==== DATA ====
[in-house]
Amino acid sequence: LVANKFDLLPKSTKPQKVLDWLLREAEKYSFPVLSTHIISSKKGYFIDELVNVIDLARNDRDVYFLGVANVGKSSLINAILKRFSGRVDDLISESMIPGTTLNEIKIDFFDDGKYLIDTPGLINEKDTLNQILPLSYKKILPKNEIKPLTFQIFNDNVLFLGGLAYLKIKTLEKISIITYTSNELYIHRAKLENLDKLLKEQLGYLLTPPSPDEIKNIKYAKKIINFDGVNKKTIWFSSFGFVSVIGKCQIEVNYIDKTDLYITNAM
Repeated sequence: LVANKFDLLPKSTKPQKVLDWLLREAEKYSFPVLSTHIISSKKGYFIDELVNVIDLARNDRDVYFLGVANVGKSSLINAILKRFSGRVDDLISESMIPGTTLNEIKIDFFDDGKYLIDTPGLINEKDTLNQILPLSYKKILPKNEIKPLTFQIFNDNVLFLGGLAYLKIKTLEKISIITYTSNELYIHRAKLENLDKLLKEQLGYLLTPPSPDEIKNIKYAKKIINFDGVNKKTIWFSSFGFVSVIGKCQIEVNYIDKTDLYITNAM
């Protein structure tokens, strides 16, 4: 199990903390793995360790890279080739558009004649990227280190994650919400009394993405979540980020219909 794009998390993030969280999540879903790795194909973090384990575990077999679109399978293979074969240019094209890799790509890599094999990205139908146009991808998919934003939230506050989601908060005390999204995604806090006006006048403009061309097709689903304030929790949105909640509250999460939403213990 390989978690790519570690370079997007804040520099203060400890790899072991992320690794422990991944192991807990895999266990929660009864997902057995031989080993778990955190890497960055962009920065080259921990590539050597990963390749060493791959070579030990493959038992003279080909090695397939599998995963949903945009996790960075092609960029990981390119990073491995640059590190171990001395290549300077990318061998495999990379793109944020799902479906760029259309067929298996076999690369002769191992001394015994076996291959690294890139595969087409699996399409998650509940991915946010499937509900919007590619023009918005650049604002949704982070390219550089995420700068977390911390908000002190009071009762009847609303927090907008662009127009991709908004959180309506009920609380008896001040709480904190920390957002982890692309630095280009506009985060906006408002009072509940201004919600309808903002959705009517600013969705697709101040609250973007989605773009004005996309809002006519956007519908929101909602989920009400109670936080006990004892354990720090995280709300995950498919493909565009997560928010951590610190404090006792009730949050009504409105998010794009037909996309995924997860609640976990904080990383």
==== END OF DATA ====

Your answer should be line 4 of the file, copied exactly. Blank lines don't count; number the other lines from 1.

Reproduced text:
């Protein structure tokens, strides 16, 4: 199990903390793995360790890279080739558009004649990227280190994650919400009394993405979540980020219909 794009998390993030969280999540879903790795194909973090384990575990077999679109399978293979074969240019094209890799790509890599094999990205139908146009991808998919934003939230506050989601908060005390999204995604806090006006006048403009061309097709689903304030929790949105909640509250999460939403213990 390989978690790519570690370079997007804040520099203060400890790899072991992320690794422990991944192991807990895999266990929660009864997902057995031989080993778990955190890497960055962009920065080259921990590539050597990963390749060493791959070579030990493959038992003279080909090695397939599998995963949903945009996790960075092609960029990981390119990073491995640059590190171990001395290549300077990318061998495999990379793109944020799902479906760029259309067929298996076999690369002769191992001394015994076996291959690294890139595969087409699996399409998650509940991915946010499937509900919007590619023009918005650049604002949704982070390219550089995420700068977390911390908000002190009071009762009847609303927090907008662009127009991709908004959180309506009920609380008896001040709480904190920390957002982890692309630095280009506009985060906006408002009072509940201004919600309808903002959705009517600013969705697709101040609250973007989605773009004005996309809002006519956007519908929101909602989920009400109670936080006990004892354990720090995280709300995950498919493909565009997560928010951590610190404090006792009730949050009504409105998010794009037909996309995924997860609640976990904080990383």